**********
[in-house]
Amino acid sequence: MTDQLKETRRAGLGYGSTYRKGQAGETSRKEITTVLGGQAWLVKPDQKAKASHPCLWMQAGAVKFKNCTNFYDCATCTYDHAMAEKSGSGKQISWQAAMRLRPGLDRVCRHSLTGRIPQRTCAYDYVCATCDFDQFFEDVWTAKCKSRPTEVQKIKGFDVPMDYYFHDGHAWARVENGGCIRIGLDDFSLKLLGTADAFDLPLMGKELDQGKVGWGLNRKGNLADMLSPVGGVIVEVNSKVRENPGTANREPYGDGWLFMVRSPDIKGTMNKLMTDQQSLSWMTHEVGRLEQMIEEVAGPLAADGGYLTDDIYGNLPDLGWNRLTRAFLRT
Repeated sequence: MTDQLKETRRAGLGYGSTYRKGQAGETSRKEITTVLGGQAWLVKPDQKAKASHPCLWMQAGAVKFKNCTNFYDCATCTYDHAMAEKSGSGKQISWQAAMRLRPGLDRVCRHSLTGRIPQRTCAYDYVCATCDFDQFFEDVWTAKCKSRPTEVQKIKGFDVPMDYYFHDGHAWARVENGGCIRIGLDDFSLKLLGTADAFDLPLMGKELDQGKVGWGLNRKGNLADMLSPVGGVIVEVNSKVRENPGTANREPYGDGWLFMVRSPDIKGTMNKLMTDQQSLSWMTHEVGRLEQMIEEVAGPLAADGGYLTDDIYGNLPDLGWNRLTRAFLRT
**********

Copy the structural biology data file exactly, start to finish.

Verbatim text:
[in-house]
Amino acid sequence: MTDQLKETRRAGLGYGSTYRKGQAGETSRKEITTVLGGQAWLVKPDQKAKASHPCLWMQAGAVKFKNCTNFYDCATCTYDHAMAEKSGSGKQISWQAAMRLRPGLDRVCRHSLTGRIPQRTCAYDYVCATCDFDQFFEDVWTAKCKSRPTEVQKIKGFDVPMDYYFHDGHAWARVENGGCIRIGLDDFSLKLLGTADAFDLPLMGKELDQGKVGWGLNRKGNLADMLSPVGGVIVEVNSKVRENPGTANREPYGDGWLFMVRSPDIKGTMNKLMTDQQSLSWMTHEVGRLEQMIEEVAGPLAADGGYLTDDIYGNLPDLGWNRLTRAFLRT
Repeated sequence: MTDQLKETRRAGLGYGSTYRKGQAGETSRKEITTVLGGQAWLVKPDQKAKASHPCLWMQAGAVKFKNCTNFYDCATCTYDHAMAEKSGSGKQISWQAAMRLRPGLDRVCRHSLTGRIPQRTCAYDYVCATCDFDQFFEDVWTAKCKSRPTEVQKIKGFDVPMDYYFHDGHAWARVENGGCIRIGLDDFSLKLLGTADAFDLPLMGKELDQGKVGWGLNRKGNLADMLSPVGGVIVEVNSKVRENPGTANREPYGDGWLFMVRSPDIKGTMNKLMTDQQSLSWMTHEVGRLEQMIEEVAGPLAADGGYLTDDIYGNLPDLGWNRLTRAFLRT